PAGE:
The Fiber-for-SMB Argument
It’ll take more than the promise of speed to get SMB customers on board the fiber train.
Who’s the ideal customer? What costs need to be considered? How are SLAs different than with traditional service?
Those questions and more are answered in this one-stop gallery.
**Source material by Kasia Lorenc** Looking for more? Read Kasia’s in-depth report here.
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The Fiber-for-SMB Argument: Business Advantages
Fiber is fast, yes, but many business leaders – particularly execs – don’t realize that connections are symmetric, meaning that download and upload speeds are the same. That can be a huge selling point to organizations that upload a lot of information to the cloud.
Fiber also is know for lower latency than traditional cable and DSL connections, important for businesses with many VoIP lines and those that frequently use video conferencing.
Other big positives: Better signal strength, less degradation and improved reliability — particularly important for locations that tend to fight tough weather conditions on a regular basis.
The Fiber-for-SMB Argument: Ideal & Non-Ideal Candidates
As many SMBs move more or their workflows to the cloud, fiber can offer big benefits for accessing apps and data.
Initial costs – think construction and installation – might set you back a bit, but the price of fiber itself might be comparable to cable internet if there’s decent competition in the market.
Who might want to pass on fiber, at least in the short term? Maybe a startup that could be moving to larger offices in the near future. But fiber most certainly will pay a business back in the long run, and perhaps sooner than you think. And businesses in remote locations might find it too pricey with little market competition.
The vast majority of companies, however, will find fiber is more than just for breakfast these days.
The Fiber-for-SMB Argument: SLAs
Also worth keeping in mind, since fiber connections usually are a higher priority for service providers, service-level agreements (SLAs) typically are better.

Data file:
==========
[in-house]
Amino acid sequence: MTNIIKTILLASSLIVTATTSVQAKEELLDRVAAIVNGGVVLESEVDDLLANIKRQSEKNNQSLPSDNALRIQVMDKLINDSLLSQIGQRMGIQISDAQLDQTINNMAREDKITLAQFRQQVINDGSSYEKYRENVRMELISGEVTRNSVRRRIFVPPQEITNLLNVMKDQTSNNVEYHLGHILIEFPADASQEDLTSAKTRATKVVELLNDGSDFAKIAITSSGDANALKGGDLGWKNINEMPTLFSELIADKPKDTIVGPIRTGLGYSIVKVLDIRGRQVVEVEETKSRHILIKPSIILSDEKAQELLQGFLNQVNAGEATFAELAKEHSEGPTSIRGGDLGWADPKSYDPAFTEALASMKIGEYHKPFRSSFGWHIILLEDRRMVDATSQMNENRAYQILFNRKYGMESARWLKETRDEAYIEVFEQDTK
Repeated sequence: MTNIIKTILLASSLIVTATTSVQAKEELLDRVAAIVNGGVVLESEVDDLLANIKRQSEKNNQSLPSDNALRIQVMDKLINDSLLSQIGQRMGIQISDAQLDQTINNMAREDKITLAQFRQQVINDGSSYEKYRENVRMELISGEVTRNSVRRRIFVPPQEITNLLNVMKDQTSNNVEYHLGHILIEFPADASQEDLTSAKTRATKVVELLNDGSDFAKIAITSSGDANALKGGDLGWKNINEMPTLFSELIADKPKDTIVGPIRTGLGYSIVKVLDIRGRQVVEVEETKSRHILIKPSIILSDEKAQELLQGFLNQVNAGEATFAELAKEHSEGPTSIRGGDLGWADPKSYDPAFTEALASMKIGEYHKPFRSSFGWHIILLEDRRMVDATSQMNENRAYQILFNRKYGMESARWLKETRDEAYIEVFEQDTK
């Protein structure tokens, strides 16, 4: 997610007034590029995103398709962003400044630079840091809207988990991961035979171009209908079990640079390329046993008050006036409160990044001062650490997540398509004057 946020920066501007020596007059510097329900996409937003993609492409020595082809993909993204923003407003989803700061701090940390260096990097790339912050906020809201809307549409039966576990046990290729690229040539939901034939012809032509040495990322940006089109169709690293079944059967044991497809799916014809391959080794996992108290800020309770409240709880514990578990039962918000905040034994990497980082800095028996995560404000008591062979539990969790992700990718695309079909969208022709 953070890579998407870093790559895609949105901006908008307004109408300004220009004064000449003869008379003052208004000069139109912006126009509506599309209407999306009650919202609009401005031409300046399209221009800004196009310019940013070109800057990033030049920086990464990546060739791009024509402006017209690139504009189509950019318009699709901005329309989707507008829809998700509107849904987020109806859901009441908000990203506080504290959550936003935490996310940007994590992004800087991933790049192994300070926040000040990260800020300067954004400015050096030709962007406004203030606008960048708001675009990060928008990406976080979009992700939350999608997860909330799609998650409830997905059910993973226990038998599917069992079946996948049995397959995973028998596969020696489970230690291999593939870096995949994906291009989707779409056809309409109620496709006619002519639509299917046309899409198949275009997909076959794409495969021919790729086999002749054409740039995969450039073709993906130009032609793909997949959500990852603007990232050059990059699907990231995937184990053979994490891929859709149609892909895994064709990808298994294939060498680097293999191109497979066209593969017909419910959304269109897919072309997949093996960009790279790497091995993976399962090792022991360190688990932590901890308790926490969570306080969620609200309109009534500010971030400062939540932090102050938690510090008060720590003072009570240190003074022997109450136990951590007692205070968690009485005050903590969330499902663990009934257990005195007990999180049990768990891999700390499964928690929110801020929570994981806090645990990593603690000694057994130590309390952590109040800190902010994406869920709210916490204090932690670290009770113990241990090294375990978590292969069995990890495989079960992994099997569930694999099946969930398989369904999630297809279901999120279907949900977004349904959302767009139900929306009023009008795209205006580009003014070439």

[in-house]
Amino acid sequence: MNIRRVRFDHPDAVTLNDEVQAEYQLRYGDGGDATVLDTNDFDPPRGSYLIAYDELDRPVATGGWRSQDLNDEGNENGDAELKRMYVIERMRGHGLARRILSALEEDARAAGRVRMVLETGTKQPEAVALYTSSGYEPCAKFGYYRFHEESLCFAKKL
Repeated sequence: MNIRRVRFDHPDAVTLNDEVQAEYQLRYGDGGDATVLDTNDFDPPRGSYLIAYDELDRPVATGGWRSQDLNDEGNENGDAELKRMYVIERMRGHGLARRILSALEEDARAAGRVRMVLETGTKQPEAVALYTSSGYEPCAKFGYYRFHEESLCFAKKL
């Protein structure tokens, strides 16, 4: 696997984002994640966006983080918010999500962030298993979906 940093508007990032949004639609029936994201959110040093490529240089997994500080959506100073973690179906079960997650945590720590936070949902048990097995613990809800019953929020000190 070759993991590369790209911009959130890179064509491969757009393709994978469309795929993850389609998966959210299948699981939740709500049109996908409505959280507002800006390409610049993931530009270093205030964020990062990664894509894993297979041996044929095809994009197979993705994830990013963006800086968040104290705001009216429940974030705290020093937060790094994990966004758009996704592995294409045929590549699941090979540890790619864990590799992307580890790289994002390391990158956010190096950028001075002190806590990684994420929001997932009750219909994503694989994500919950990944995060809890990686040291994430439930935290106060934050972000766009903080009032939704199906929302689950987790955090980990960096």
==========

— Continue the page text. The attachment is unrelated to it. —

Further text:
The Fiber-for-SMB Argument: No Backup Necessary?
Just how reliable is fiber? Most businesses will be able to forgo paying for a backup connection.
If your or your customer’s company can’t afford any downtime for any reason – think financial services, health care, for example – that’s an exception. But only because you can never eliminate the chance that a construction crew will mistakenly cut the fiber line, or vandals might try to take it out.
The Fiber-for-SMB Argument: Not All Fiber …
… is created equal.
Some providers will repackage Ethernet over copper and call it fiber. Chances are, the price will look a little too good to be true.
That’s because fiber in this case only goes to the backbone, not the point of entry. Latency and uptime could suffer, and SLAs won’t live up to their billing.
The Fiber-for-SMB Argument: Next-Gen Fiber
Fiber has an even speedier future ahead.
The Fiber-for-SMB Argument: Advice to Partners
Know your customer and the technology.
Be familiar with your client’s location, what construction options are available, how much services cost, etc. And be sure to grill them on their business needs.
And hesitate before you try to rope them into long-term contracts. The price of fiber is dropping and they won’t be happy if their neighbor gets a better deal than they do six months later — when they’re locked in for several years.
The Fiber-for-SMB Argument: Cablecos as Fiber Providers
In our Report, “Cablecos & the Channel: State of the Market 2016,” a two-thirds majority identified cable companies as primary providers for fiber-based services.
The Fiber-for-SMB Argument
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